Information about Lake Oconee Golf Courses can be found on various websites – scorecards, yardage, layouts, and statistics. But many people exploring the area wonder which golf course is really suited to his or her individual game. For a personal, mid-handicapper view of each Oconee course, Jim will take over and present a series of impressions about each of the courses in the Lake Oconee communities. The first golf course that he will feature is The Landing at Reynolds Plantation.
The Lake Oconee golf courses have created one of the nation’s finest golf destinations well-known worldwide. Shortly after the completion of Wallace Dam creating Lake Oconee in 1980, the first of the current eight golf courses around Lake Oconee was completed – originally Port Armor, now The Landing at Reynolds Plantation. Designed by golf course architect Bob Cupp, The Landing golf course opened to rave reviews, some rating only Augusta National Golf Club as better. In 1980 as a relative newcomer to golf, but badly bitten by the golf bug, I couldn’t believe a championship golf course was being constructed in this rural county so close to where I grew up in Eatonton, Georgia. When I finished high school in Eatonton, there was not even a public course in the area, and I had never played the game. When I first heard about The Landing being built, I couldn’t resist driving into this new development to see what was happening. On one of my trips to visit my home in Eatonton, I drove through what was then only a construction area. In addition to the two or three homes already built, all one could see was the clearing of the fairways and the beginning of where the greens would ultimately be. But even then, through the eyes of the golf novice that I was, you could see that the combination of Lake Oconee and golf would be spectacular. Now thirty plus years later, we have eight (soon to be nine) Lake Oconee golf courses in three master planned communities – Reynolds Plantation Communities (which includes the Plantation, Great Waters, and The Landing ), Harbor Club, and Cuscowilla. In addition to these community courses, there are several semi-private courses nearby attracting golfers to the area.
As said before, the website for each community provides all the stats on the courses – scorecard, yardage, course rating, etc. – and the many accolades that all of the courses have accumulated in various categories. Being a REALTOR® and now a 10 handicap senior golfer, I thought I would provide in this blog my take on what all newcomers to our area always ask me when I’m showing Lake Oconee property, “What’s the best golf course on Lake Oconee?”. My immediate response to that question is that all of the courses are among the finest in the country and can’t arbitrarily be rated one above the other – it simply depends on one’s individual preference – level of play, and the challenge you desire. There is a personality and level of difficulty associated with each course, however on each course you can create your own level of difficulty by the tees that you select. Many golfers simply seek the pleasure of a fun day of golf. Toward the goal of helping the average golfer as they consider the various courses, I will simply share my observations as seen through the eyes of this senior 10 handicapper (playing now like a 15) as I’ve played the various courses. At least you may get some hints of what to look for on the golf courses as you make your choice of the course for a round of play, or a community in which to live.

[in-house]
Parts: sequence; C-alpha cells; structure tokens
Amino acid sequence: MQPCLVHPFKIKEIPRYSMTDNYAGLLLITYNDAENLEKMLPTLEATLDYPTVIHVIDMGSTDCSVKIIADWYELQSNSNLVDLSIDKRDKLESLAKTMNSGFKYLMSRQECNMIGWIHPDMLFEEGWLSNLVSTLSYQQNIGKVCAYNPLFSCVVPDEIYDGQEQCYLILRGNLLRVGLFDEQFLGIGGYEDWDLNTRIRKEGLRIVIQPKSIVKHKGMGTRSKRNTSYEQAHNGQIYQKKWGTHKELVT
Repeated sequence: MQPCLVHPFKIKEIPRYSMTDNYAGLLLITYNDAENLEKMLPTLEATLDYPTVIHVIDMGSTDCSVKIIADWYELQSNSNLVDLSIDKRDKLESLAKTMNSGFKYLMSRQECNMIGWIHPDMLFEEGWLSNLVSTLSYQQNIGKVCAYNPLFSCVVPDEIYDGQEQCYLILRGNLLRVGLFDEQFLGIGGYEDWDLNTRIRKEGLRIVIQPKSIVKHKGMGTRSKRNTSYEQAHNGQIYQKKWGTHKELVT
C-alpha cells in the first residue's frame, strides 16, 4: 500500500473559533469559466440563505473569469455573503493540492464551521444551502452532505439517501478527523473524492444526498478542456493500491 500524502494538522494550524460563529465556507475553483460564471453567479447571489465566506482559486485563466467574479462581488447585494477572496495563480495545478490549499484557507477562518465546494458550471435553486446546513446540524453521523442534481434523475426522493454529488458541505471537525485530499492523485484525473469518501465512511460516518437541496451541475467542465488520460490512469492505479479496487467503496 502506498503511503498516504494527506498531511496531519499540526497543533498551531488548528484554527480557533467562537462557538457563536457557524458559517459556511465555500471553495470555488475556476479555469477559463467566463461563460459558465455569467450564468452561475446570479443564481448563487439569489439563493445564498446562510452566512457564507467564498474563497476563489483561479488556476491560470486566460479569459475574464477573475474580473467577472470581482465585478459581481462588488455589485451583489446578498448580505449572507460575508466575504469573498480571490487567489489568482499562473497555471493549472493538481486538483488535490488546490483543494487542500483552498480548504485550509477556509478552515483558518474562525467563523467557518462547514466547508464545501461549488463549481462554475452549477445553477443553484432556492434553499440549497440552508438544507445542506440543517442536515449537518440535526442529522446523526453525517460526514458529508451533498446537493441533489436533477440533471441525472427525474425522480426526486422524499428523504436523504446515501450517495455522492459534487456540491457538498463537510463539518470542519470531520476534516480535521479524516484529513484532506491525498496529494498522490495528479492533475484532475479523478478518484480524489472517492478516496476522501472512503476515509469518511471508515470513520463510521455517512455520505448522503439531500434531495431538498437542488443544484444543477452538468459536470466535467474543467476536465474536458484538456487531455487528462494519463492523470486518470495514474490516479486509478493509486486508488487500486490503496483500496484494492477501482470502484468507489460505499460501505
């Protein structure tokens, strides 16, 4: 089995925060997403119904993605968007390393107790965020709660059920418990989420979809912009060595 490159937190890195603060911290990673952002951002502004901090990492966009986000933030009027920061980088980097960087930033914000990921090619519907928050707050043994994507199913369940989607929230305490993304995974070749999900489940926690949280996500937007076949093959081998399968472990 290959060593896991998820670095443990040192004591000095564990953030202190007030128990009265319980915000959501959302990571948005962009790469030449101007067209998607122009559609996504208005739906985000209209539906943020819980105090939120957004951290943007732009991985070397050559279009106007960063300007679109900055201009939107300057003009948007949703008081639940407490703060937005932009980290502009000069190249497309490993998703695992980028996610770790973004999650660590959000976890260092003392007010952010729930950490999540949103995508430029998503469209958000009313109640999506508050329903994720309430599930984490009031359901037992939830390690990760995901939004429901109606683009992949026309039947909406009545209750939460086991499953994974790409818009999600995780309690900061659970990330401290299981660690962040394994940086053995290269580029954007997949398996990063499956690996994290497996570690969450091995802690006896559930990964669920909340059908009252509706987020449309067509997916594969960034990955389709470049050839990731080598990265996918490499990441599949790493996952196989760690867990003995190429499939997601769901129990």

Let’s look first at the first golf course built on Lake Oconee– The Landing at Reynolds Plantation (formerly Port Armor). Before being purchased by Reynolds, Port Armor was almost unfair – if you got out of the fairway you were in jail – knee-high grass, horrendous rough. Under Reynolds ownership, the challenging layout was unchanged and even enhanced, but the course in general became much more member and guest “friendly”. The change to Tift Eagle Bermuda greens from Bent grass added even more to the quality of the course. As you play the course, every hole provides a challenge and pleasurable view from tee to green, but I think I agree with most who have played The Landing that the par 4 Number 5 playing along the shores of Lake Oconee is probably the best. It’s not real long but puts a premium on the placement of your drive to set up a short iron second shot to a green protected on the right by a large bunker, and sloping left toward Lake Oconee. I’ve seen some birdies here, but I’ve also seen some big numbers – be careful!
The Landing has a long history of tournament play throughout the years. This was the perennial spot for local high school region championships; many college tournaments; and many professional events. That tradition continues today with many of the same tournaments. Play The Landing at Reynolds Plantation – you’ll love it regardless of your level of play – just play the right tees matching your handicap, or you’ll regret it.
Next in this series about Lake Oconee Golf Courses we’ll look at the Plantation Course of Reynolds Plantation, the second course opened on Lake Oconee.